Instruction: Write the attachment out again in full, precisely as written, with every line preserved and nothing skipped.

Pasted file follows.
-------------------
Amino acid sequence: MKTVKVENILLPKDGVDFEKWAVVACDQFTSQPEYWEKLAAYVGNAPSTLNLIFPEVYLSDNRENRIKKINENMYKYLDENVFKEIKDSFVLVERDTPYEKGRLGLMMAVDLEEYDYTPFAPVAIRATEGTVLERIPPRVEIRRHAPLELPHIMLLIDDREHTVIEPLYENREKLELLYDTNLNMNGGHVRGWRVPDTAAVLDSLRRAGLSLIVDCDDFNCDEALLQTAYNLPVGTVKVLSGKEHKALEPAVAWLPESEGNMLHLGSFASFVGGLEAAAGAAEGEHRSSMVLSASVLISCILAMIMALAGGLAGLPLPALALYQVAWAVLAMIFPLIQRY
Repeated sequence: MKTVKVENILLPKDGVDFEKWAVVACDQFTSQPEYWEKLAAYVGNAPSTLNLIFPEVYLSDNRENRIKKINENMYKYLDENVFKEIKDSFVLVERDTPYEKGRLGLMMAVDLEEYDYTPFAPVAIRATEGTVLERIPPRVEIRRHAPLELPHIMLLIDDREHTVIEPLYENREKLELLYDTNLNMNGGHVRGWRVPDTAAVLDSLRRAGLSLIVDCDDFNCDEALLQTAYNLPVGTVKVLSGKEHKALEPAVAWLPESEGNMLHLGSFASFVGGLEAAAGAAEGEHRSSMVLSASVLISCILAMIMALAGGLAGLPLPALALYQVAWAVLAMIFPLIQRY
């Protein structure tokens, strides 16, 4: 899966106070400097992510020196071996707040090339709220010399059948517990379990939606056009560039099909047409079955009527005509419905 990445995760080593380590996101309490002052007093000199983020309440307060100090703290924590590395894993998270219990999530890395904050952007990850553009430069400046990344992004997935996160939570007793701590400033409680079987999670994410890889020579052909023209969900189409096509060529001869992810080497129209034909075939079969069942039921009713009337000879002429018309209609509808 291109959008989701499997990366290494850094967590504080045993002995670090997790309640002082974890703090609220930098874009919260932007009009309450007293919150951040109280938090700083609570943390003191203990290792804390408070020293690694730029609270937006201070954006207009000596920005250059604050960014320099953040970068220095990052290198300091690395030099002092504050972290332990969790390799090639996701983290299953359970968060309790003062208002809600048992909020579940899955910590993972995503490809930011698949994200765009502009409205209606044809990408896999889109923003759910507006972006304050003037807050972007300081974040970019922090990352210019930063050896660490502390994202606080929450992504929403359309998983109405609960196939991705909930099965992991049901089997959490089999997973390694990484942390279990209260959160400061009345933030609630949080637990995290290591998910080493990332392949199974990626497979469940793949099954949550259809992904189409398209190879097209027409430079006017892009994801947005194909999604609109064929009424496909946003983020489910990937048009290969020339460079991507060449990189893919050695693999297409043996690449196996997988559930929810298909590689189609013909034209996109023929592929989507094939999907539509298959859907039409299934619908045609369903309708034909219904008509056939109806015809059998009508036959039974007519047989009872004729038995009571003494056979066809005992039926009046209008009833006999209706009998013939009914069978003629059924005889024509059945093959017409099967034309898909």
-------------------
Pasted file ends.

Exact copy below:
Amino acid sequence: MKTVKVENILLPKDGVDFEKWAVVACDQFTSQPEYWEKLAAYVGNAPSTLNLIFPEVYLSDNRENRIKKINENMYKYLDENVFKEIKDSFVLVERDTPYEKGRLGLMMAVDLEEYDYTPFAPVAIRATEGTVLERIPPRVEIRRHAPLELPHIMLLIDDREHTVIEPLYENREKLELLYDTNLNMNGGHVRGWRVPDTAAVLDSLRRAGLSLIVDCDDFNCDEALLQTAYNLPVGTVKVLSGKEHKALEPAVAWLPESEGNMLHLGSFASFVGGLEAAAGAAEGEHRSSMVLSASVLISCILAMIMALAGGLAGLPLPALALYQVAWAVLAMIFPLIQRY
Repeated sequence: MKTVKVENILLPKDGVDFEKWAVVACDQFTSQPEYWEKLAAYVGNAPSTLNLIFPEVYLSDNRENRIKKINENMYKYLDENVFKEIKDSFVLVERDTPYEKGRLGLMMAVDLEEYDYTPFAPVAIRATEGTVLERIPPRVEIRRHAPLELPHIMLLIDDREHTVIEPLYENREKLELLYDTNLNMNGGHVRGWRVPDTAAVLDSLRRAGLSLIVDCDDFNCDEALLQTAYNLPVGTVKVLSGKEHKALEPAVAWLPESEGNMLHLGSFASFVGGLEAAAGAAEGEHRSSMVLSASVLISCILAMIMALAGGLAGLPLPALALYQVAWAVLAMIFPLIQRY
């Protein structure tokens, strides 16, 4: 899966106070400097992510020196071996707040090339709220010399059948517990379990939606056009560039099909047409079955009527005509419905 990445995760080593380590996101309490002052007093000199983020309440307060100090703290924590590395894993998270219990999530890395904050952007990850553009430069400046990344992004997935996160939570007793701590400033409680079987999670994410890889020579052909023209969900189409096509060529001869992810080497129209034909075939079969069942039921009713009337000879002429018309209609509808 291109959008989701499997990366290494850094967590504080045993002995670090997790309640002082974890703090609220930098874009919260932007009009309450007293919150951040109280938090700083609570943390003191203990290792804390408070020293690694730029609270937006201070954006207009000596920005250059604050960014320099953040970068220095990052290198300091690395030099002092504050972290332990969790390799090639996701983290299953359970968060309790003062208002809600048992909020579940899955910590993972995503490809930011698949994200765009502009409205209606044809990408896999889109923003759910507006972006304050003037807050972007300081974040970019922090990352210019930063050896660490502390994202606080929450992504929403359309998983109405609960196939991705909930099965992991049901089997959490089999997973390694990484942390279990209260959160400061009345933030609630949080637990995290290591998910080493990332392949199974990626497979469940793949099954949550259809992904189409398209190879097209027409430079006017892009994801947005194909999604609109064929009424496909946003983020489910990937048009290969020339460079991507060449990189893919050695693999297409043996690449196996997988559930929810298909590689189609013909034209996109023929592929989507094939999907539509298959859907039409299934619908045609369903309708034909219904008509056939109806015809059998009508036959039974007519047989009872004729038995009571003494056979066809005992039926009046209008009833006999209706009998013939009914069978003629059924005889024509059945093959017409099967034309898909």